When we moved to Cuba two years ago, I was excited about our new adventure. My husband and I had met in China and lived there for more than a decade. We’d traveled extensively through Asia, the Middle East, and Europe. But moving to Cuba was a totally different proposition since it was no longer just the two of us. I had reservations about bringing our two young children, then aged 1 and 3.
On our move to Havana, we had to take a charter flight from Miami, since commercial flights from the United States had yet to begin. We got bumped to business class, with my husband and son on one side of the small plane and my daughter and me on the other, each of us with window seats. My daughter and I happened to sit next to an Ecuodorian-American anthropologist who studied the history of dance in Cuba. “How lucky you are to be moving there!” she said. “How do you feel about it?”
I shared my reservations about bringing my kids. She blinked with a great measure of surprise and replied, “There is no more kid-friendly place you could take your children. Cuba was made for children!”
She explained that, especially compared to many other places in Latin America, Cuba was extremely safe, with low crime rates. Children went to school (as opposed to the situation in some other Latin American countries). Child labor was prohibited. Cuba had free education at every level, even university. And if children ever got sick, they also had free medical attention, like all Cubans on the island. “Your kids are going to love it!”
Our arrival at the airport in Havana seemed to confirm her assertions. After we climbed down the stairs onto the tarmac and entered the customs area, a custom officer spotted my son in the Baby Bjorn strapped to me. He waved us to the front of the line, something that would have never happened in the United States. A gorgeous young woman in uniform checked our passports, stamped our visas, and smiled and cooed at our children.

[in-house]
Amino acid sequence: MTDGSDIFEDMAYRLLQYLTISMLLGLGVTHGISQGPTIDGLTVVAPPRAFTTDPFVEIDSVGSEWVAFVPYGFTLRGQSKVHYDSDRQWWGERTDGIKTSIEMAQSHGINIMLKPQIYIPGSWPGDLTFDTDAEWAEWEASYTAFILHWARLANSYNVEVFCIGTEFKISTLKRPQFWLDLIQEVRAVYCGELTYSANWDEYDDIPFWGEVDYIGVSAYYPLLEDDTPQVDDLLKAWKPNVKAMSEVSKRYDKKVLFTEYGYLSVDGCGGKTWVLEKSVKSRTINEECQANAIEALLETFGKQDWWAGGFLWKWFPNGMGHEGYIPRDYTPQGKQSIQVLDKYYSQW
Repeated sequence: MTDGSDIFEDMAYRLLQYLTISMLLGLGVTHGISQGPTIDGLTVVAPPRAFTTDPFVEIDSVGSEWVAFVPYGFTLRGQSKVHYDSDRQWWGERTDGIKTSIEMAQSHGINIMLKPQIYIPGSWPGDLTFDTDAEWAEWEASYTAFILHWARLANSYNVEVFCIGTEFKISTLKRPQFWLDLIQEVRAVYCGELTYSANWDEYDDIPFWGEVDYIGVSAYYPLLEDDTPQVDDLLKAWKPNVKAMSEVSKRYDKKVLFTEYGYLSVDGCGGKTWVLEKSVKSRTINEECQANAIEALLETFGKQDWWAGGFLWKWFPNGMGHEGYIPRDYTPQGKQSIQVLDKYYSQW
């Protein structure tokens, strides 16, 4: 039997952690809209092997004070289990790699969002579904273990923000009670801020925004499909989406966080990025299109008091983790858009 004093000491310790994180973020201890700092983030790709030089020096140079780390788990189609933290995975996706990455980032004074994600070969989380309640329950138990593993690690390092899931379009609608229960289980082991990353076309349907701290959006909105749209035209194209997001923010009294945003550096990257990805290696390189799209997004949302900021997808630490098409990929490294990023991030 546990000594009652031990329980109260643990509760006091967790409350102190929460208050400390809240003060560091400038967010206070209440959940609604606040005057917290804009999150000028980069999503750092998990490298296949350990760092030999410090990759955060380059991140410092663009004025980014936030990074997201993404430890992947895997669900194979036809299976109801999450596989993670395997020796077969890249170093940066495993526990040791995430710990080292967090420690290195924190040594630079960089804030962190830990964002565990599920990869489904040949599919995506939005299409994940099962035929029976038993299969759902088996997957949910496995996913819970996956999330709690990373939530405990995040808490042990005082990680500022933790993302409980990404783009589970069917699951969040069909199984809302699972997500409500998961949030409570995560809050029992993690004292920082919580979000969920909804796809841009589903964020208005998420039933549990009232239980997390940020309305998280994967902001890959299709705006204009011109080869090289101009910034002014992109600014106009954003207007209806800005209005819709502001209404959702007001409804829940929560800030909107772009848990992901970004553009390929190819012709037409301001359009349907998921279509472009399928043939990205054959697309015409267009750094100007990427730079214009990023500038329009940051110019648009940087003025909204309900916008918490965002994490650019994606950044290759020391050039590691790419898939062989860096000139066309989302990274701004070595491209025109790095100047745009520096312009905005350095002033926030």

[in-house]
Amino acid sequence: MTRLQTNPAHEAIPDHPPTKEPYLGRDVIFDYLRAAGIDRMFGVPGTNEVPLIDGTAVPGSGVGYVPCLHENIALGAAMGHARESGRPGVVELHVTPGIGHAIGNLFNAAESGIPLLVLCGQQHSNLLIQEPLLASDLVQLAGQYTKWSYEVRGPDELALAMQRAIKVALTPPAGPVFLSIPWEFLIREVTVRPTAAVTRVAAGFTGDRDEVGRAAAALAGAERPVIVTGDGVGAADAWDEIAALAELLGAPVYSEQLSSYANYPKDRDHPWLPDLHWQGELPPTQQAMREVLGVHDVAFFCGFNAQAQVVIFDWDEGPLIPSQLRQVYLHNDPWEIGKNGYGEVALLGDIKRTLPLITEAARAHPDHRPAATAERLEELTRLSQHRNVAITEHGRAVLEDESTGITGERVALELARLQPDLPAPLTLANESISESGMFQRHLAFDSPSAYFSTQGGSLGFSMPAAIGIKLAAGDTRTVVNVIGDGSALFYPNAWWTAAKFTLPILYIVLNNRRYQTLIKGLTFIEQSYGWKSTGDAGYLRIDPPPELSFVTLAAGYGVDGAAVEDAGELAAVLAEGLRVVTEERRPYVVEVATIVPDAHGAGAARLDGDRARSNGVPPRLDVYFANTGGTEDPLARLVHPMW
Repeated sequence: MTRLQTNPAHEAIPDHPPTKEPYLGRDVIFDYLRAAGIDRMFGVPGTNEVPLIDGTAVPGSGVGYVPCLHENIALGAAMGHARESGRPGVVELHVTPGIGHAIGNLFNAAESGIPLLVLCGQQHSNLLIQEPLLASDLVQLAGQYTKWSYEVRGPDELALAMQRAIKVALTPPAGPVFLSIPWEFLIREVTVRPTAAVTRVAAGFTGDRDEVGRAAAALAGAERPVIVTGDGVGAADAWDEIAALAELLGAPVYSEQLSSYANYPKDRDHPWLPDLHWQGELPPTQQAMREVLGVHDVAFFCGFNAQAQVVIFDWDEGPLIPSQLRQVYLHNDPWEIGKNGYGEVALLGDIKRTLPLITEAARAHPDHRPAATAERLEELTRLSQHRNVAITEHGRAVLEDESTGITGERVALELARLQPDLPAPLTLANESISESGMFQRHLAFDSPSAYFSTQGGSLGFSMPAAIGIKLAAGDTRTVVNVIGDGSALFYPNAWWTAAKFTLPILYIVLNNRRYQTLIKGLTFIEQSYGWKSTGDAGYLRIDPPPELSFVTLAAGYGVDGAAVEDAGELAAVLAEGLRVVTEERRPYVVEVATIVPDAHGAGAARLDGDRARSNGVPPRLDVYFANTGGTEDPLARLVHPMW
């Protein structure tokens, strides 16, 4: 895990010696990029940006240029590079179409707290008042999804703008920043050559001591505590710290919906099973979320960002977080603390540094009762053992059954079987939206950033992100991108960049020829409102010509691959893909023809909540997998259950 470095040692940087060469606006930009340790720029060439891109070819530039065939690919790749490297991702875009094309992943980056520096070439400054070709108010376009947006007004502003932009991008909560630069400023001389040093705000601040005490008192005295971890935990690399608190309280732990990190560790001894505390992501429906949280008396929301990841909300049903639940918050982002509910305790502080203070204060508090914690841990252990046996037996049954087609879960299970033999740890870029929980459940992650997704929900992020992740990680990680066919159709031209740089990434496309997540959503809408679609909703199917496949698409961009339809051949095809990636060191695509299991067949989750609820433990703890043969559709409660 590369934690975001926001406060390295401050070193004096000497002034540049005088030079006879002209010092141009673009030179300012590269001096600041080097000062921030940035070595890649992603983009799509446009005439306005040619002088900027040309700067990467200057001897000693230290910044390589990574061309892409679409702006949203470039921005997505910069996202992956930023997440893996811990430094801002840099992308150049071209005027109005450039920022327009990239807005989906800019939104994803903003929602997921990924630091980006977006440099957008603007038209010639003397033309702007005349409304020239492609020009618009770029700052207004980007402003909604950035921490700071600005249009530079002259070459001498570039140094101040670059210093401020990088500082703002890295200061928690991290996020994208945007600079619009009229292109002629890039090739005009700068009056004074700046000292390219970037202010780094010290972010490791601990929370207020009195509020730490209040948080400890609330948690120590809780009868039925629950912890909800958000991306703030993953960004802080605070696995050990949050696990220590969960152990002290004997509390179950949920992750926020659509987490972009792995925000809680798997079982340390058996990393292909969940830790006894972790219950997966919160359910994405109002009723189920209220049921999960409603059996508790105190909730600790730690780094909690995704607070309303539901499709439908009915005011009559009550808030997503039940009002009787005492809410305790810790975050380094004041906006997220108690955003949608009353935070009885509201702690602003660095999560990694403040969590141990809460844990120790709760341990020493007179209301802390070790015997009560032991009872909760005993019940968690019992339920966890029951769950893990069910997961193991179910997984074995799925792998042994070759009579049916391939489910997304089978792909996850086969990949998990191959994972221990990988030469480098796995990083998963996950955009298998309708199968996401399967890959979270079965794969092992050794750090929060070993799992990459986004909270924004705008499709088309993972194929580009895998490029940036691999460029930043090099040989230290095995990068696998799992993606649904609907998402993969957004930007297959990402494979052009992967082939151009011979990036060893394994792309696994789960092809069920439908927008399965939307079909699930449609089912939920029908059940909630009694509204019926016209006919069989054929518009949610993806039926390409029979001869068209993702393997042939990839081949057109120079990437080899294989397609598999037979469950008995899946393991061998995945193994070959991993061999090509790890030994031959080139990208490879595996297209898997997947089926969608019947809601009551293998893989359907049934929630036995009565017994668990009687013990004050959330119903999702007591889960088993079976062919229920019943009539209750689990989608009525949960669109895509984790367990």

In our new neighborhood, I found that when I took the kids for walks in our bulky double stroller, young men rushed to help me when I got to an uneven curb or bumpy section of sidewalk, of which there were many. Women and men of all ages smiled at my children, waved, and christened them with new nicknames “Chinito” and “Chinita.” (Yes, they translated into“little China boy” and “little China girl,” and with time, it stopped bothering me. I realized gradually that anyone who has dark hair and dark eyes is assigned the name “Chino” or “China” or its diminutives. And in our case, our children actually did have Chinese heritage.)
In Cuba, I quickly learned that we did’t have to worry about taking our children anywhere. We took them to restaurants of all types, and they were welcomed at every establishment. Recently, my husband and I went to a Cuban comedy show with some friends; across the room, we saw a family with a newborn and a young girl. It was 11pm. In Cuba, many new restaurants have playgrounds, trampolines, or just very friendly staff who are happy to make friends with young guests.
It made me wonder how we got so unfriendly to kids in the United States? Why did we get looks of disdain at even the most casual of restaurants in the U.S. if my kids happened to be a bit louder than usual? How was it that ready assistance for children and strollers rarely happens in the U.S.?
Whether Cuba was really a paradise for children was something I still had to ascertain, but in those beginning few months, my guilt about bringing my children to Cuba to live diminished with every encounter we had with locals.